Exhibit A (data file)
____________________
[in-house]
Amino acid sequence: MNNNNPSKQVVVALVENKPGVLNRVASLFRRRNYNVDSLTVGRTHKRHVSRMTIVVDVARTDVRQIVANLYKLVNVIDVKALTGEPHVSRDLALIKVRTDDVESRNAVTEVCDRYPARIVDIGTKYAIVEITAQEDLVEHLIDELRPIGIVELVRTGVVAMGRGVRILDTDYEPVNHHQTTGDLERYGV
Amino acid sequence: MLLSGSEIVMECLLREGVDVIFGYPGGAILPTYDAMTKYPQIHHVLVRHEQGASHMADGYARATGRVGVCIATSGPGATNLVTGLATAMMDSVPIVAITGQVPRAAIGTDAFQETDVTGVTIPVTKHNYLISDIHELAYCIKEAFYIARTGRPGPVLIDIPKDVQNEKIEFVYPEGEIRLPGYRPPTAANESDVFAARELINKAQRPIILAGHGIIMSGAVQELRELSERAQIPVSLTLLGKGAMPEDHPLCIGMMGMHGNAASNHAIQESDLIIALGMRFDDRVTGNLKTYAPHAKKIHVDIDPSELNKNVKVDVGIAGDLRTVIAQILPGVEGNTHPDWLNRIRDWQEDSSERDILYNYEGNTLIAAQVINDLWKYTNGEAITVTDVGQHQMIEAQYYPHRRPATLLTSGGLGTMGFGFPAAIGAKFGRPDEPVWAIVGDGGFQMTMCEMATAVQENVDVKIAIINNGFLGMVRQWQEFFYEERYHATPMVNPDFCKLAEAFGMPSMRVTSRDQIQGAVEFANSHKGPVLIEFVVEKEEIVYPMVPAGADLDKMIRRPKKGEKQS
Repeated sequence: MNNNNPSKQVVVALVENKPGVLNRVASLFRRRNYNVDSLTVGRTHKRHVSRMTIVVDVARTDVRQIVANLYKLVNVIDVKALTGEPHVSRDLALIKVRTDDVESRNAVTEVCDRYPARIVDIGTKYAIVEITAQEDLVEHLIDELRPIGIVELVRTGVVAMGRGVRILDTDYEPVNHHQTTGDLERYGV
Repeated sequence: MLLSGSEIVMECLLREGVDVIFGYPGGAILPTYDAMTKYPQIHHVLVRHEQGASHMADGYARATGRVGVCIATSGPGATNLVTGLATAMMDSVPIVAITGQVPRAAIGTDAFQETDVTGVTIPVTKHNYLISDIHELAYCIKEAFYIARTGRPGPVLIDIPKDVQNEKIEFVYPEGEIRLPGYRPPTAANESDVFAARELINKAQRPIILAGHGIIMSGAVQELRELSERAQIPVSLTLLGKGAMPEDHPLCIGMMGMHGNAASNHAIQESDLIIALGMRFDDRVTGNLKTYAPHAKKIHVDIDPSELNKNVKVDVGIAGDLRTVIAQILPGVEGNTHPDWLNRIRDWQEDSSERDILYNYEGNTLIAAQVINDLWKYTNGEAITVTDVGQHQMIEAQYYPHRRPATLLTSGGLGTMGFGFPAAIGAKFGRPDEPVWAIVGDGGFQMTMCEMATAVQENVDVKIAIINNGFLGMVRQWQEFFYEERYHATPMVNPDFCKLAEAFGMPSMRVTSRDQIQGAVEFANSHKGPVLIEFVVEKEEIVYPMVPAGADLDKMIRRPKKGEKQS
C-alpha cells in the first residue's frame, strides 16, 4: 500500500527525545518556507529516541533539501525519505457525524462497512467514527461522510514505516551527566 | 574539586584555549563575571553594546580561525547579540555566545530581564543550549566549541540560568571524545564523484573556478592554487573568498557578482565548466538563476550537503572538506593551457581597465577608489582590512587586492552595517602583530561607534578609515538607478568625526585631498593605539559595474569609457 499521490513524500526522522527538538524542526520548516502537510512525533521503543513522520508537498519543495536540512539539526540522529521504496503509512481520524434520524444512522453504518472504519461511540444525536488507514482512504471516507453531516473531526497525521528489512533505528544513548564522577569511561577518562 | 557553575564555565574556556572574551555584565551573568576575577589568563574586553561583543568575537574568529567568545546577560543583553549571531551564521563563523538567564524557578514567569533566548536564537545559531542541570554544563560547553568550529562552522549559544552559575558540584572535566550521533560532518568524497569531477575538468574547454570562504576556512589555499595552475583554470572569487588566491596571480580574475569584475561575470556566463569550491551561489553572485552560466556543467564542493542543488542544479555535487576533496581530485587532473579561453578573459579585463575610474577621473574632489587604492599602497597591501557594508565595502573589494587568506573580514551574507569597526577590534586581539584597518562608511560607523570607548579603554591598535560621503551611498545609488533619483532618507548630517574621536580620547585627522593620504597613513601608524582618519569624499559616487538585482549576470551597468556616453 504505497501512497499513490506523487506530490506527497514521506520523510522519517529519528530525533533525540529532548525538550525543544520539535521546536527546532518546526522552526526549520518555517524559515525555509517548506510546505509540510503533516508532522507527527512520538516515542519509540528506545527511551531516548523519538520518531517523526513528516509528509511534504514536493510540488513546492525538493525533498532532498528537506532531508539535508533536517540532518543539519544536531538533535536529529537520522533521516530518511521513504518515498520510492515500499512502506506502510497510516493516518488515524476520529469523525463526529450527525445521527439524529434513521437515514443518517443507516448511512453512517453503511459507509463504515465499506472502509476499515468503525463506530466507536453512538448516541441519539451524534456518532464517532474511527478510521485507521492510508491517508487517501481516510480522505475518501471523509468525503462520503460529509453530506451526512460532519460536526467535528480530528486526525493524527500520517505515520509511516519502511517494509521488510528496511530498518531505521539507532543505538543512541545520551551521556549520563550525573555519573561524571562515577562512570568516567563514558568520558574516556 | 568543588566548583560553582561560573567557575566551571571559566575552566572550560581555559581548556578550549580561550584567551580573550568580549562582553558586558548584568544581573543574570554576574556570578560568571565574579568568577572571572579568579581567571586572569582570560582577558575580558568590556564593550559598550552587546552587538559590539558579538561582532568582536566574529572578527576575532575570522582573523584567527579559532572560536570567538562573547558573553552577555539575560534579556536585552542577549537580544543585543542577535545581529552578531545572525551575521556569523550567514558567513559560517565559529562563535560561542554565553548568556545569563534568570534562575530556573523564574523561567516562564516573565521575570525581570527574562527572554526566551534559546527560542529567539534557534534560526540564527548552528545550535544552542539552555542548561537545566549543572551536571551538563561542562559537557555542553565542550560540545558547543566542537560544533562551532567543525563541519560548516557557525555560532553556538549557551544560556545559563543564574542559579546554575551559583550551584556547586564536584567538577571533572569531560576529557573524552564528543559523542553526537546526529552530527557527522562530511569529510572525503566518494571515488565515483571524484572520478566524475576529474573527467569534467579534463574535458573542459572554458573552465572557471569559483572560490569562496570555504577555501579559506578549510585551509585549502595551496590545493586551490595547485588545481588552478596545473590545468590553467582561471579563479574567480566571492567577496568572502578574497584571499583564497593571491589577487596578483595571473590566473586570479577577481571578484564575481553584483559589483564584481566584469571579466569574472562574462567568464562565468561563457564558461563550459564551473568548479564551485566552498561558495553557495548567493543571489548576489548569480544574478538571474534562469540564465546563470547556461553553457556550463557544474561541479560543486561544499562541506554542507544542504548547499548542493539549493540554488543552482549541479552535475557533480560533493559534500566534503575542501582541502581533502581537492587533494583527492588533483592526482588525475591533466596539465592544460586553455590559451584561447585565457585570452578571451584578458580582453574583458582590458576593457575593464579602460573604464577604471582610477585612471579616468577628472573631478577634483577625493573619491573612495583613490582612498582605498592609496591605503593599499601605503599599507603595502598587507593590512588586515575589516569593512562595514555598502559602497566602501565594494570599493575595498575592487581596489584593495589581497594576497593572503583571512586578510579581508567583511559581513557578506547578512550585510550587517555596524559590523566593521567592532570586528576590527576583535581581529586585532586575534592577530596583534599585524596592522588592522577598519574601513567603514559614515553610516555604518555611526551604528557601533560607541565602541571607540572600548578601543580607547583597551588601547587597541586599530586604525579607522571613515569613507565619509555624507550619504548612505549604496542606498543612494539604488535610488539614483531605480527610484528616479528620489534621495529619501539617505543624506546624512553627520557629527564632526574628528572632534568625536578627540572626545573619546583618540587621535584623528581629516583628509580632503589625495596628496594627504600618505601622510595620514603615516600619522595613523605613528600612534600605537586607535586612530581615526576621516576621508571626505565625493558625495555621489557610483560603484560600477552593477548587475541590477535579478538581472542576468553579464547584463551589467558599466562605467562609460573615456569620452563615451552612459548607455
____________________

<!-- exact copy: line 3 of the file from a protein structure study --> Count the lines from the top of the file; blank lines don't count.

Amino acid sequence: MLLSGSEIVMECLLREGVDVIFGYPGGAILPTYDAMTKYPQIHHVLVRHEQGASHMADGYARATGRVGVCIATSGPGATNLVTGLATAMMDSVPIVAITGQVPRAAIGTDAFQETDVTGVTIPVTKHNYLISDIHELAYCIKEAFYIARTGRPGPVLIDIPKDVQNEKIEFVYPEGEIRLPGYRPPTAANESDVFAARELINKAQRPIILAGHGIIMSGAVQELRELSERAQIPVSLTLLGKGAMPEDHPLCIGMMGMHGNAASNHAIQESDLIIALGMRFDDRVTGNLKTYAPHAKKIHVDIDPSELNKNVKVDVGIAGDLRTVIAQILPGVEGNTHPDWLNRIRDWQEDSSERDILYNYEGNTLIAAQVINDLWKYTNGEAITVTDVGQHQMIEAQYYPHRRPATLLTSGGLGTMGFGFPAAIGAKFGRPDEPVWAIVGDGGFQMTMCEMATAVQENVDVKIAIINNGFLGMVRQWQEFFYEERYHATPMVNPDFCKLAEAFGMPSMRVTSRDQIQGAVEFANSHKGPVLIEFVVEKEEIVYPMVPAGADLDKMIRRPKKGEKQS